Racialized communities strategy

About the strategy

Legal Aid Ontario (LAO) has committed to developing a multi-year, multi-faceted, province-wide racialized

communities strategy that will build upon the services and supports that LAO already has in place.


Infographic: The case for race-based statistics?

Infographic: The case for race-based statistics

Click on the image for a PDF version of the infographic

Why collect race-based statistics?

The Ontario Human Rights Commission finds data collecting can help:

  • verify, monitor, measure and address gaps, trends, progress and perceptions
  • proactively identify opportunities for improvement and growth
  • improve the quality of decision-making, service delivery and programming

Examples of why collecting data is a good idea:

  • Prevent or address systemic barriers to access and opportunity
  • Plan special programs
  • Improve equitable service delivery and programs

What the numbers are telling us

LAO currently doesn’t collect data about the race of applicants or clients, but we do rely on secondary data about race. Here’s how stats shed a light on our services in the various areas of law that we cover.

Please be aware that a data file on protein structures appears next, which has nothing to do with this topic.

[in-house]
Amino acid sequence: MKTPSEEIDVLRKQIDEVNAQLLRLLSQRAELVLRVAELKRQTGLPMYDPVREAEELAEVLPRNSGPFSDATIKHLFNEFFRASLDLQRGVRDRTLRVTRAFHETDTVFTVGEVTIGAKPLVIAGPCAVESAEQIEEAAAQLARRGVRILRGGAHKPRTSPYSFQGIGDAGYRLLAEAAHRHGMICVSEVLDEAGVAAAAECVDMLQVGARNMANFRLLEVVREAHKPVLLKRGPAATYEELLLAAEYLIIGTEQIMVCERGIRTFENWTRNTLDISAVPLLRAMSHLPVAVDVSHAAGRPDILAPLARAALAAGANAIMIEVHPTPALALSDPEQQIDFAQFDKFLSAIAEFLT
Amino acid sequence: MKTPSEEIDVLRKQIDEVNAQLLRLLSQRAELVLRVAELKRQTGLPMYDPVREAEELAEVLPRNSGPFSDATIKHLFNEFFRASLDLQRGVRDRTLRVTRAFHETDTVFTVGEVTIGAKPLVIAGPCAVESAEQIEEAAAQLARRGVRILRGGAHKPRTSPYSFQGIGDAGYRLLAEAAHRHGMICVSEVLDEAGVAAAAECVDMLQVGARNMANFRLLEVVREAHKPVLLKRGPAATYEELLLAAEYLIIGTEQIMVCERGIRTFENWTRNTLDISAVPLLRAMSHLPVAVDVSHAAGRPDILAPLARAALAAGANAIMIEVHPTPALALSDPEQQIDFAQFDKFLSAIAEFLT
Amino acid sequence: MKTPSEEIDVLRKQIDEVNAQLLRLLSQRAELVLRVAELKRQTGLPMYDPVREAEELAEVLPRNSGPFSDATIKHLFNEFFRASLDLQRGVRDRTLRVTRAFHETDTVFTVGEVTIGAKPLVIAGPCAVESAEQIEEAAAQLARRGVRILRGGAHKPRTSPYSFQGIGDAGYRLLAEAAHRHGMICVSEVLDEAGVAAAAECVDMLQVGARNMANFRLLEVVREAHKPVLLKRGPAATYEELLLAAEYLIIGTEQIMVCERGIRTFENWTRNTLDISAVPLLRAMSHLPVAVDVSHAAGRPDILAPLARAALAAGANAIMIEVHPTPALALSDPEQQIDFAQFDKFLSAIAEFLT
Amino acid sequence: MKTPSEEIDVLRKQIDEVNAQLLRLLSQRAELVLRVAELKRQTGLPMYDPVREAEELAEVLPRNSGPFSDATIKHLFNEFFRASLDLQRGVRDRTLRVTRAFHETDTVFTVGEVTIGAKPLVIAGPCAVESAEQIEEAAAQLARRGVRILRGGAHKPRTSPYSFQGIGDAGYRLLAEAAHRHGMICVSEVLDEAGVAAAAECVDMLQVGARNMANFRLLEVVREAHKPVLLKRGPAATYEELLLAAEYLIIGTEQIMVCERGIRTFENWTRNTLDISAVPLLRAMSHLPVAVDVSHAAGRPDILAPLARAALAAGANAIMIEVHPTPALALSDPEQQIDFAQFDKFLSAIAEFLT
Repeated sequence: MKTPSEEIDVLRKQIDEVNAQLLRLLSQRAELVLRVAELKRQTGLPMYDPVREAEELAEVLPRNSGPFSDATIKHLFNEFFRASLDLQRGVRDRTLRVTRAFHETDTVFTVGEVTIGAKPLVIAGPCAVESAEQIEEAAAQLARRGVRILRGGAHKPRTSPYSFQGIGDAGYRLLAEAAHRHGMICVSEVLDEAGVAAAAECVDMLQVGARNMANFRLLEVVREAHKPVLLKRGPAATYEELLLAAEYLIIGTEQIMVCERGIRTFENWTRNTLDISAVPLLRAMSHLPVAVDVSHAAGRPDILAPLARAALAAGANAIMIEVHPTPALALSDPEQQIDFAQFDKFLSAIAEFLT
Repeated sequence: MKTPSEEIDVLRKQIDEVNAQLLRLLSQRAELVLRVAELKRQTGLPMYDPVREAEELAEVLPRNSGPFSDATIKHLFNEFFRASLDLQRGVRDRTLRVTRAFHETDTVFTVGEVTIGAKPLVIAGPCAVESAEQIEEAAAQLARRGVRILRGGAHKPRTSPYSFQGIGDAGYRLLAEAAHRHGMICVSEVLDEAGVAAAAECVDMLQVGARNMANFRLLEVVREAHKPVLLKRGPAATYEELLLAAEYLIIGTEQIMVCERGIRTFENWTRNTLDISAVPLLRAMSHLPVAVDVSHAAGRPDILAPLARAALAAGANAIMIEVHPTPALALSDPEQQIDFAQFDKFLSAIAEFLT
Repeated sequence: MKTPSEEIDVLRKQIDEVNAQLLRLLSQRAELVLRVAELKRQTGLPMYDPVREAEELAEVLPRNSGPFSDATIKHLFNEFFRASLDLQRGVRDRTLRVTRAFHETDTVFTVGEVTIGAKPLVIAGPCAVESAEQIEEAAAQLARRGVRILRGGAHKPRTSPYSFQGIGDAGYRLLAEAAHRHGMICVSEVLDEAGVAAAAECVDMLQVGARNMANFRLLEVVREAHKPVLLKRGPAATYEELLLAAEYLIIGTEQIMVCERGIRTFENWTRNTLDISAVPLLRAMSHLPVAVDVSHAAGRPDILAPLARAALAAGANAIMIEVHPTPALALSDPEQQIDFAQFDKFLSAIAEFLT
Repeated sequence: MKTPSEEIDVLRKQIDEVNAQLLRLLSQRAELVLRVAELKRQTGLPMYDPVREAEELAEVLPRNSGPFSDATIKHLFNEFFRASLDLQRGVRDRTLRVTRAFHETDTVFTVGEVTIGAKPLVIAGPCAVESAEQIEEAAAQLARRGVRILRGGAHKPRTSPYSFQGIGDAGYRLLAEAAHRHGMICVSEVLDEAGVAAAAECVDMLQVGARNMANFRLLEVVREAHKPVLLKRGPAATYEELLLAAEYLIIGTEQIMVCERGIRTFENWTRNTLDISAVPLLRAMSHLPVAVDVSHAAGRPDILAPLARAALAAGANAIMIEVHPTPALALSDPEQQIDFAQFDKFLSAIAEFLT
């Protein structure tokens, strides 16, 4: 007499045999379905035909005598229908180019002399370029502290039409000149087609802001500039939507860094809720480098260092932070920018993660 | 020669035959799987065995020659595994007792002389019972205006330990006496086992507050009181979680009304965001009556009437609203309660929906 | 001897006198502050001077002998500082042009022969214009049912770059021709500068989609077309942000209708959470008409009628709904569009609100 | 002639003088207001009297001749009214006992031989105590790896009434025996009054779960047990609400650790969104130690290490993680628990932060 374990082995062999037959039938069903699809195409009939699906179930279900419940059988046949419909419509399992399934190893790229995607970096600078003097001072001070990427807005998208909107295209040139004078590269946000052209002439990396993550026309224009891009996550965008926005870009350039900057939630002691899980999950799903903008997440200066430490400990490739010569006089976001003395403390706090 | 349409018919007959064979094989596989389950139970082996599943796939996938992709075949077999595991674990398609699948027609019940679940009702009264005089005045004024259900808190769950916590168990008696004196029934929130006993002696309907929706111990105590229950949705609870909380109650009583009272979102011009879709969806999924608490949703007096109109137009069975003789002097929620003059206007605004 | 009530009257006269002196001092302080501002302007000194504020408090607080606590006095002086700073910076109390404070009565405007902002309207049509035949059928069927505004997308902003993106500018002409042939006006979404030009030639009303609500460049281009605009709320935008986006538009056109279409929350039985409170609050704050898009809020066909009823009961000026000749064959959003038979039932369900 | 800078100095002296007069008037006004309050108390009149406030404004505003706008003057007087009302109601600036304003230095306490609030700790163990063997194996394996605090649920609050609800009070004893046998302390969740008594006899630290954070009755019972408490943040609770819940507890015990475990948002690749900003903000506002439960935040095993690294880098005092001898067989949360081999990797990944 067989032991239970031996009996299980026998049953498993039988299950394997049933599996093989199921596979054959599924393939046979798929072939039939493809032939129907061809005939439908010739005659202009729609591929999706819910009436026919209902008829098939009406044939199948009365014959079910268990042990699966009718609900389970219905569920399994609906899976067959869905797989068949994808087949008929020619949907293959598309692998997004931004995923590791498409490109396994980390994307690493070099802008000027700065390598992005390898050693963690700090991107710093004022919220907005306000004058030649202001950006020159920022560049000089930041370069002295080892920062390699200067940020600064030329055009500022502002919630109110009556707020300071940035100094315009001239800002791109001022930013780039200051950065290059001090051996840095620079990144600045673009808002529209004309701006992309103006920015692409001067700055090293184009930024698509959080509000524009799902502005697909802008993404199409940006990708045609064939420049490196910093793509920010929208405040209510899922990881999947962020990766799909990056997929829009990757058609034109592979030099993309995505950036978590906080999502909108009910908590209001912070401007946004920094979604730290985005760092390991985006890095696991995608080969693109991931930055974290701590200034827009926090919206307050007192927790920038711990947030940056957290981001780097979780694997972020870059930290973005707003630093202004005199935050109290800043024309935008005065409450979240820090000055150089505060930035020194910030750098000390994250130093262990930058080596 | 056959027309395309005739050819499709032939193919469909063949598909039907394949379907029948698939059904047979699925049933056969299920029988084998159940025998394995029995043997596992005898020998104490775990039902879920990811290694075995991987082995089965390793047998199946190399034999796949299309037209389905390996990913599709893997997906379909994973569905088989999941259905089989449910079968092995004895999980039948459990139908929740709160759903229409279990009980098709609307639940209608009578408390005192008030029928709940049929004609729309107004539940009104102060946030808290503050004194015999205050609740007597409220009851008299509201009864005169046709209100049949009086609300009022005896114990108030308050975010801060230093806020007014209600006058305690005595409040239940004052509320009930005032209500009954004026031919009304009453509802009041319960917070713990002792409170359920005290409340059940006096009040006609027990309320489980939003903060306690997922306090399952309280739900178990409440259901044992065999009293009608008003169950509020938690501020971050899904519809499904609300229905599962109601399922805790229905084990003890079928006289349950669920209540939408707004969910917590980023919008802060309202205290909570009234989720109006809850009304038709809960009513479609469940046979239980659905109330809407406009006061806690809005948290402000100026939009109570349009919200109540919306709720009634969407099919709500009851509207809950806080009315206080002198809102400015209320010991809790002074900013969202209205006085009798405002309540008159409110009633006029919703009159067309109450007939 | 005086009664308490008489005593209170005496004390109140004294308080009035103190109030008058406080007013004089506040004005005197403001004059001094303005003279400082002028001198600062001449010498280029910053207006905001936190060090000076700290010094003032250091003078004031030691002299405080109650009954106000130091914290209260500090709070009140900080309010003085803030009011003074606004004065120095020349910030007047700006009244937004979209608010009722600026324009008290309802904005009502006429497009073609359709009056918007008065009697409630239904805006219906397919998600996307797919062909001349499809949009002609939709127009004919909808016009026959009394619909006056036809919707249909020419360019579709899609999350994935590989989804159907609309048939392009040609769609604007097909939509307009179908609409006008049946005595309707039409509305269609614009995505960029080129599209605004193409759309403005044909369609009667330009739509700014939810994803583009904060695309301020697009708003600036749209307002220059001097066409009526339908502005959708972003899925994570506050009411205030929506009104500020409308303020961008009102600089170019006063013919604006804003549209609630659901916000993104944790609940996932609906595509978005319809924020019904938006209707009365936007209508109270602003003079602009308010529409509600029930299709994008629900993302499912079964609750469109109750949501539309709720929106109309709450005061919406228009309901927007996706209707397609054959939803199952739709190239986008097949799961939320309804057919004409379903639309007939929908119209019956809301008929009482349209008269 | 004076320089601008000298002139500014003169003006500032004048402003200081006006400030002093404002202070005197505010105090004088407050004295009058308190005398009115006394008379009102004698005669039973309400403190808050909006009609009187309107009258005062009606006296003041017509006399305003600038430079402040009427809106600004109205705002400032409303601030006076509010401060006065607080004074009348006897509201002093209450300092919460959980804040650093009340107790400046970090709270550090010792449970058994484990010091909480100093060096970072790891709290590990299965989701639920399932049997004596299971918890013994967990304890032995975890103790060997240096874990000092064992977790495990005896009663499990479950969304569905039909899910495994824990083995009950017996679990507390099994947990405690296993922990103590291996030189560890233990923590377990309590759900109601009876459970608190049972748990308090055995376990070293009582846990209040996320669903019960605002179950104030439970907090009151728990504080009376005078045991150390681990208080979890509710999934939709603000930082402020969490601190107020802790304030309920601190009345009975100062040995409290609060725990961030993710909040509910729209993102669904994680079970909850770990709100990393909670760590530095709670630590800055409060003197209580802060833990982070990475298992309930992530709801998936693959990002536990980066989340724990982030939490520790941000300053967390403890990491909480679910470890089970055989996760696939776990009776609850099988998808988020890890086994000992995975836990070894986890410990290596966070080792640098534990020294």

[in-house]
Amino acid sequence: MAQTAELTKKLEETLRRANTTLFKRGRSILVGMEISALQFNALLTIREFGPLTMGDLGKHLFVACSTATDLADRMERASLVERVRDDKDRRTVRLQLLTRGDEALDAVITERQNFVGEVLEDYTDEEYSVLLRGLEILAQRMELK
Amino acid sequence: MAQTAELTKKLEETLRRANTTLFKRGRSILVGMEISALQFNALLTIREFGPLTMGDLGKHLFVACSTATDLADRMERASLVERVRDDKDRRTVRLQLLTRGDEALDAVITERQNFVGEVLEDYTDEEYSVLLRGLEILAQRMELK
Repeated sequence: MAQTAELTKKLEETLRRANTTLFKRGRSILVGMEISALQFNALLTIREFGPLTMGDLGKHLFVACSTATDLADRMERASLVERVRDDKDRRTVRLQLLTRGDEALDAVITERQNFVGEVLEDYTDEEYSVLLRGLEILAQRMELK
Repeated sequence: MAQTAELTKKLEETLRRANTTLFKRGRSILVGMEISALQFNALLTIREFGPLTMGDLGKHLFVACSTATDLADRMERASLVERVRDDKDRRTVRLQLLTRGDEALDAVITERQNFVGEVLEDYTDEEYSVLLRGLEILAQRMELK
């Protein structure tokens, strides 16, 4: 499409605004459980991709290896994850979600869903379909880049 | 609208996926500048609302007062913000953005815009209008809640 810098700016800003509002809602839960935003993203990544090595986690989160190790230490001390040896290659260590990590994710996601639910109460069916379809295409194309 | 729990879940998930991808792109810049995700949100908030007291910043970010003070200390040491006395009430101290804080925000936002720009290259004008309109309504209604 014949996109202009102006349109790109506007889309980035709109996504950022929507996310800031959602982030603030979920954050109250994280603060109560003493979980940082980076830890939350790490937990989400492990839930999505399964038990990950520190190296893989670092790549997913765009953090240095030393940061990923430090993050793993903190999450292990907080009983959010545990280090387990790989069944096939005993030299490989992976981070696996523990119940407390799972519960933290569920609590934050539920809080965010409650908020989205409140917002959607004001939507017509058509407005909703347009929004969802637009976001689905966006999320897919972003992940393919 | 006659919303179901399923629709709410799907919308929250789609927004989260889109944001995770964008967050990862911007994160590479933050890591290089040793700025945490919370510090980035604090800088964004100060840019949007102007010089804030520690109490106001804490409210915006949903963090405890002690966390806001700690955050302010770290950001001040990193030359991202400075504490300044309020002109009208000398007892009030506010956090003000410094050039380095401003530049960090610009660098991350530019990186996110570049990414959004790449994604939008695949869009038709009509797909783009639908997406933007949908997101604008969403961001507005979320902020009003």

About the child welfare system:

  • Ontario’s children’s aid societies have agreed to collect race data to help figure out the needs of Black and Aboriginal families
  • 42% of youth in care of the Children’s Aid Society of Toronto are Black, but only 8.2% of the city’s under 18 population is Block.
  • 23% of children in care province-wide are Aboriginal, but only 2.5% of Ontario’s under 19 population is Aboriginal.

About school disciplinary hearings:

  • Not all Ontario school boards collect data on race and suspension rates
  • Toronto District School Board data revealed that Black students are suspended disproportionately compared to white students
  • LAO will provide funding to two organizations to help Black students who are suspended and facing expulsion hearings

About the bail system:

  • Racialized and Aboriginal people face more over-policing practices and racial profiling
  • Racialized and Aboriginal people are more likely to find themselves in pre-trial detention
  • 13% of the remand detention population is Aboriginal but only 2% of Ontario’s population is Aboriginal

How collecting race-based data could help LAO

LAO currently doesn’t collect statistics on applicants’ or clients’ race. Understanding data, however, could help us understand how we can help improve the outcomes of racialized communities when they come into contact with the justice system.

Additionally, we can:

  • document and study systemic discrimination in the justice system
  • remove barriers people face when accessing our services
  • tailor programs to address client needs

Next steps:

In early engagement sessions, LAO has repeatedly heard about the need to collect data about clients’ race.

LAO has begun the process of figuring how to gather and analyze this data. Updates will be provided as more information becomes available.